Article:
Chinese banks and insurers are failing on corporate governance
The China Banking and Insurance Regulatory Commission (CBIRC) announced on November 12 that some of the organisations involved in its annual evaluation of banks and insurance firms are failing to meet corporate governance guidelines including shareholders governance, risk control and board governance.
This year, 1,857 companies participated in the corporate governance regulatory assessment (1,673 commercial banks and 184 insurers). The CBIRC ratings placed firms into A, B, C, D and E groups.
The breakdown by institution saw the largest number 1,100 rated as C (pass), representing 59% out of the assessed firms, followed by 366 B (fine)-rated firms (19.7%). A total of 253 institutions were rated D (weak), representing 13.6% and 138 institutions were rated E (poor) (7.4%). No institutions got an A rating, denoting 'excellent'.
That says, fewer than 20% of firms were valued as “higher than passing level” for their corporate governance. Experts believe these firms need to do more on information disclosure and improve their corporate governance structures as the government has been strengthening every single part of the financial sector: from listing enterprises to private sector under a stricter ESG engagement.
“Improved disclosure and standardisation of ESG metrics in China would allow better comparison of Chinese corporates against local and international peers, benefiting the rising number of local and international investors with ESG mandates. Still, we think the level and quality of the disclosure in China will continue to fall short of that in the US or EU over the next few years,” Fitch Ratings told AsianInvestor.
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The CBIRC assessment uses these eight dimension to evaluate
s the participating institutions:
- Communist party leadership,
- Shareholder governance,
- Board governance,
- Supervisory board and management governance,
- Risk control,
- Related transaction governance,
- Market constraints, and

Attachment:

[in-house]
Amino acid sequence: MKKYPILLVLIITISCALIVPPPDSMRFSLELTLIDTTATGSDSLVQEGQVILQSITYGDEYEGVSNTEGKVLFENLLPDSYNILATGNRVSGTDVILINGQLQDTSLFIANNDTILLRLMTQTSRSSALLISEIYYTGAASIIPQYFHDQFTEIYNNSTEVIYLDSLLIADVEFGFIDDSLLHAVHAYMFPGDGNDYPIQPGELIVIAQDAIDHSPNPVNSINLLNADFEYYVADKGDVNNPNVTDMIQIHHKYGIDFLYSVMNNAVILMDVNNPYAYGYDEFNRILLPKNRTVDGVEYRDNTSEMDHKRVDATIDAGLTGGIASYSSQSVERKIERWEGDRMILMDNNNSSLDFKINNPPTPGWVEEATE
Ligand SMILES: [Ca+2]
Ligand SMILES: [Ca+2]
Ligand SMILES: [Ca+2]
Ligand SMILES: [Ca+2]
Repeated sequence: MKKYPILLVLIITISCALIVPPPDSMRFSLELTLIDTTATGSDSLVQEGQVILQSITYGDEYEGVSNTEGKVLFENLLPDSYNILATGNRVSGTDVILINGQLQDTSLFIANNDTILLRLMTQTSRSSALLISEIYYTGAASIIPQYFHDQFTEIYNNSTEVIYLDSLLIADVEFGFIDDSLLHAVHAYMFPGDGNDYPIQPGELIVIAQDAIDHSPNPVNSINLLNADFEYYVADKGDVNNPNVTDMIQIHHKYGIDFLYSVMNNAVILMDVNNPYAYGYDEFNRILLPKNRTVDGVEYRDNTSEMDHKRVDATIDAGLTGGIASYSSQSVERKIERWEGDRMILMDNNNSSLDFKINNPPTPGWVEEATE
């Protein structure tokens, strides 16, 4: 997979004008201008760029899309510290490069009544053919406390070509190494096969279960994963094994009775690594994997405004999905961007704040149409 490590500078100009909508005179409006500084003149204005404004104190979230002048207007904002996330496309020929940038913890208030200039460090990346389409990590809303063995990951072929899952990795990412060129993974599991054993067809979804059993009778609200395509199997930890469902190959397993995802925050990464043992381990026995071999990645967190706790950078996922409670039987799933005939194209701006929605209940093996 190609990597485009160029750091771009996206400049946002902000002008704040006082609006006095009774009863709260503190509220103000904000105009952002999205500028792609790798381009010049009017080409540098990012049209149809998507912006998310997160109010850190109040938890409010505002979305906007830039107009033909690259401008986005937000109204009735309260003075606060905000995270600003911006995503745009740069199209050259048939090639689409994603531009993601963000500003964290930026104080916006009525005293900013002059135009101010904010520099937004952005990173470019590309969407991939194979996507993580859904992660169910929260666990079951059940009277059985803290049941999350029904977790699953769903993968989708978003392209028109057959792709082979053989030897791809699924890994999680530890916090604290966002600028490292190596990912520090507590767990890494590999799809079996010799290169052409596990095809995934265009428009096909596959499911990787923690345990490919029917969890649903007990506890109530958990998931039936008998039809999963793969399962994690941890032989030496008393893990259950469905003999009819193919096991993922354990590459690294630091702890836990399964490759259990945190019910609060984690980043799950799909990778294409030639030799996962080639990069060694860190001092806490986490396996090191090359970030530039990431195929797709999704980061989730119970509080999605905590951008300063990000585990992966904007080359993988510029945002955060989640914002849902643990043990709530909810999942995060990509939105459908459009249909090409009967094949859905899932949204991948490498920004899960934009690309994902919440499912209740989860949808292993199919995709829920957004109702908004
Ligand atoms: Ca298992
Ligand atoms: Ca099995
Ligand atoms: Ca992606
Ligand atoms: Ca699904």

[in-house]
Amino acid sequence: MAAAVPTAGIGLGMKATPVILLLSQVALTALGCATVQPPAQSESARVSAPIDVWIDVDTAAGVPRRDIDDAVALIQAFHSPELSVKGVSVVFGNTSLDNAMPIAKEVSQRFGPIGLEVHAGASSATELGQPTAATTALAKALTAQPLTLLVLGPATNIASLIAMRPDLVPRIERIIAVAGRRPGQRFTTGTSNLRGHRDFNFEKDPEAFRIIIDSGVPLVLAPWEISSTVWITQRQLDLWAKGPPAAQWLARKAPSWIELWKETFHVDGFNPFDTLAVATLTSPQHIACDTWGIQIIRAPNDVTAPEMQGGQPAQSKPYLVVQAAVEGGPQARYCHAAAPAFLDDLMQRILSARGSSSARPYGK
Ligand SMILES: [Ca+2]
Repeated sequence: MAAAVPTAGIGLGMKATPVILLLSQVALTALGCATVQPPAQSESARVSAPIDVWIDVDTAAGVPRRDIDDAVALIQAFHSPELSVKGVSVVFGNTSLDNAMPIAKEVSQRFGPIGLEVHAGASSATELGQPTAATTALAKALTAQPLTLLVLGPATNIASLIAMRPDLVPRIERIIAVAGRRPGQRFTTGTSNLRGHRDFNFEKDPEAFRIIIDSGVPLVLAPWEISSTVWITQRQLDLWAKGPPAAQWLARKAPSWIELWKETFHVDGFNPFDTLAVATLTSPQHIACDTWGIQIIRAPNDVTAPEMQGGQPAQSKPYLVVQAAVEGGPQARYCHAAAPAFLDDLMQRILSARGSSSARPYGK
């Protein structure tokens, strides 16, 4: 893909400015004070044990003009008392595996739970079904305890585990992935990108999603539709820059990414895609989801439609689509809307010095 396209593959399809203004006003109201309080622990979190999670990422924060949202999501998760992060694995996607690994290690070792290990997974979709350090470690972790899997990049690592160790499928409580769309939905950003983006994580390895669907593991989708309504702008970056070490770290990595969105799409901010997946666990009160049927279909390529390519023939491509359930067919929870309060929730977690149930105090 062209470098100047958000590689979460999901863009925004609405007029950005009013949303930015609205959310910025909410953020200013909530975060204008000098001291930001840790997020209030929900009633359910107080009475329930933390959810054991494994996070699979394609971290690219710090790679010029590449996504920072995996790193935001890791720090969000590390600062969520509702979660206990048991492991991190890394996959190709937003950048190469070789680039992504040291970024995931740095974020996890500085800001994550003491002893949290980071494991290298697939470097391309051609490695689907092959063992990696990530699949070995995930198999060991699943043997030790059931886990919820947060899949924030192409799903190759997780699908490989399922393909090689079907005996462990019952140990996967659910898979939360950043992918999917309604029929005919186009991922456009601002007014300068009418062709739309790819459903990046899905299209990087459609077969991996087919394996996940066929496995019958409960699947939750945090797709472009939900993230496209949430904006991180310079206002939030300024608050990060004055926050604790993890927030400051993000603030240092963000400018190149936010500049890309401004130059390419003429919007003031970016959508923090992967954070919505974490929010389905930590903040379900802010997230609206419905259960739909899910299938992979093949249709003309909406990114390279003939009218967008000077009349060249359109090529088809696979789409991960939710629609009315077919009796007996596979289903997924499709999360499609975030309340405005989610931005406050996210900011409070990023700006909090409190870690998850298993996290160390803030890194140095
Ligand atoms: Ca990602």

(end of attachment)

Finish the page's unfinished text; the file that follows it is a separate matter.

- Other stakeholder governance.
The assessment was conducted both onsite and offsite. The regulator did not provide breakdown numbers for banks nor insurers for each rating or a full list of all firms that were rated.
The regulator found a number of faults with shareholder governance at different firms such as some shareholders having illegal equity holding positions; major shareholders illegally interfering with management; and small and medium-sized shareholders failing to effectively participate in governance.
On risk internal control, the regulator found many peers had insufficient ability to manage risk and internal audit departments that lacked independence.
The regulator also found that some firms failed to implement information disclosure that is comprehensive enough and that there were even different definitions concerning disclosure of major related transaction types and amounts. For example, firms failed to disclose the situation of external intermediaries, important employee compensation information and other risk information.
Regulators are pushing companies to do more, particularly on ESG disclosure.
In June this year, the China Securities Regulatory Commission (CSRC) published the final set of amendments to the ESG disclosure rules applicable to annual reports and half-year reports, respectively.
Also in October, Ministry of Ecology and Environment proposed mandatory environmental information disclosure requirements that could improve investor access to data and risk assessment around ESG factors as well.
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